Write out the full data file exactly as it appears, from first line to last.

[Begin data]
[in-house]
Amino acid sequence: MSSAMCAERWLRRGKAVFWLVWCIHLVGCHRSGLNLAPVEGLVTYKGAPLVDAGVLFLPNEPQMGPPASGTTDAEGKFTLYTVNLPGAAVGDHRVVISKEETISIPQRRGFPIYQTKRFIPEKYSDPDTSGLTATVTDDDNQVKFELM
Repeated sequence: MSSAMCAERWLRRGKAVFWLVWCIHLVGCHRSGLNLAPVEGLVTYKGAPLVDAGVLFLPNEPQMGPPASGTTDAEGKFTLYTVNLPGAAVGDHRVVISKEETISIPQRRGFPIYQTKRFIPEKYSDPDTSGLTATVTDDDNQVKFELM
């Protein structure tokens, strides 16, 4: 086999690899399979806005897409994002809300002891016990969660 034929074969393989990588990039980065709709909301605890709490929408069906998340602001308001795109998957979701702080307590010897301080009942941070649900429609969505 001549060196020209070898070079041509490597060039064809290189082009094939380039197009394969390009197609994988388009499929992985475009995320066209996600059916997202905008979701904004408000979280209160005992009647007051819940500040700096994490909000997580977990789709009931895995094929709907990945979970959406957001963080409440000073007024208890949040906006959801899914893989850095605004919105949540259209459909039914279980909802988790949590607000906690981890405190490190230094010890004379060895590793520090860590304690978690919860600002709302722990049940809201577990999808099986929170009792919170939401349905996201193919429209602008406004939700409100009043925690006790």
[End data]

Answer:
[in-house]
Amino acid sequence: MSSAMCAERWLRRGKAVFWLVWCIHLVGCHRSGLNLAPVEGLVTYKGAPLVDAGVLFLPNEPQMGPPASGTTDAEGKFTLYTVNLPGAAVGDHRVVISKEETISIPQRRGFPIYQTKRFIPEKYSDPDTSGLTATVTDDDNQVKFELM
Repeated sequence: MSSAMCAERWLRRGKAVFWLVWCIHLVGCHRSGLNLAPVEGLVTYKGAPLVDAGVLFLPNEPQMGPPASGTTDAEGKFTLYTVNLPGAAVGDHRVVISKEETISIPQRRGFPIYQTKRFIPEKYSDPDTSGLTATVTDDDNQVKFELM
């Protein structure tokens, strides 16, 4: 086999690899399979806005897409994002809300002891016990969660 034929074969393989990588990039980065709709909301605890709490929408069906998340602001308001795109998957979701702080307590010897301080009942941070649900429609969505 001549060196020209070898070079041509490597060039064809290189082009094939380039197009394969390009197609994988388009499929992985475009995320066209996600059916997202905008979701904004408000979280209160005992009647007051819940500040700096994490909000997580977990789709009931895995094929709907990945979970959406957001963080409440000073007024208890949040906006959801899914893989850095605004919105949540259209459909039914279980909802988790949590607000906690981890405190490190230094010890004379060895590793520090860590304690978690919860600002709302722990049940809201577990999808099986929170009792919170939401349905996201193919429209602008406004939700409100009043925690006790």